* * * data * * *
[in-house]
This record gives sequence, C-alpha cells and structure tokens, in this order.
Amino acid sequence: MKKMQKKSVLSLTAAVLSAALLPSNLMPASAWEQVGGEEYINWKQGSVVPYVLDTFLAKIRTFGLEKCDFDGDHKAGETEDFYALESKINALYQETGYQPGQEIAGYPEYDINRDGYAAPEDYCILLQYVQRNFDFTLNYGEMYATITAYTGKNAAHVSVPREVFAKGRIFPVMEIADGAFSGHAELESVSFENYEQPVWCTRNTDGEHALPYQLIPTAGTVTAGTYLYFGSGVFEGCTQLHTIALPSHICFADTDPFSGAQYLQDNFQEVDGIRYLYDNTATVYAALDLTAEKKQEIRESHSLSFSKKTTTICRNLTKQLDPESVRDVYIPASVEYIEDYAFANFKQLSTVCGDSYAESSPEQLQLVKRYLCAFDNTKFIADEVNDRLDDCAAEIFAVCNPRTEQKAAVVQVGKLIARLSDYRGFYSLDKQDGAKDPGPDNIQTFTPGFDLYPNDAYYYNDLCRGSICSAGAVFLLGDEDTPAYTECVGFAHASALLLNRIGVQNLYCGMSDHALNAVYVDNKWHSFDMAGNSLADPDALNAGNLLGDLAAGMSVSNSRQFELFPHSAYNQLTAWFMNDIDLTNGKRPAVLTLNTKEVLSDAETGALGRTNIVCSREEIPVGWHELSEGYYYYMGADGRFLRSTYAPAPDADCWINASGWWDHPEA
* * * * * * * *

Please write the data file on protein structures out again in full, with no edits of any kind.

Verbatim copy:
[in-house]
This record gives sequence, C-alpha cells and structure tokens, in this order.
Amino acid sequence: MKKMQKKSVLSLTAAVLSAALLPSNLMPASAWEQVGGEEYINWKQGSVVPYVLDTFLAKIRTFGLEKCDFDGDHKAGETEDFYALESKINALYQETGYQPGQEIAGYPEYDINRDGYAAPEDYCILLQYVQRNFDFTLNYGEMYATITAYTGKNAAHVSVPREVFAKGRIFPVMEIADGAFSGHAELESVSFENYEQPVWCTRNTDGEHALPYQLIPTAGTVTAGTYLYFGSGVFEGCTQLHTIALPSHICFADTDPFSGAQYLQDNFQEVDGIRYLYDNTATVYAALDLTAEKKQEIRESHSLSFSKKTTTICRNLTKQLDPESVRDVYIPASVEYIEDYAFANFKQLSTVCGDSYAESSPEQLQLVKRYLCAFDNTKFIADEVNDRLDDCAAEIFAVCNPRTEQKAAVVQVGKLIARLSDYRGFYSLDKQDGAKDPGPDNIQTFTPGFDLYPNDAYYYNDLCRGSICSAGAVFLLGDEDTPAYTECVGFAHASALLLNRIGVQNLYCGMSDHALNAVYVDNKWHSFDMAGNSLADPDALNAGNLLGDLAAGMSVSNSRQFELFPHSAYNQLTAWFMNDIDLTNGKRPAVLTLNTKEVLSDAETGALGRTNIVCSREEIPVGWHELSEGYYYYMGADGRFLRSTYAPAPDADCWINASGWWDHPEA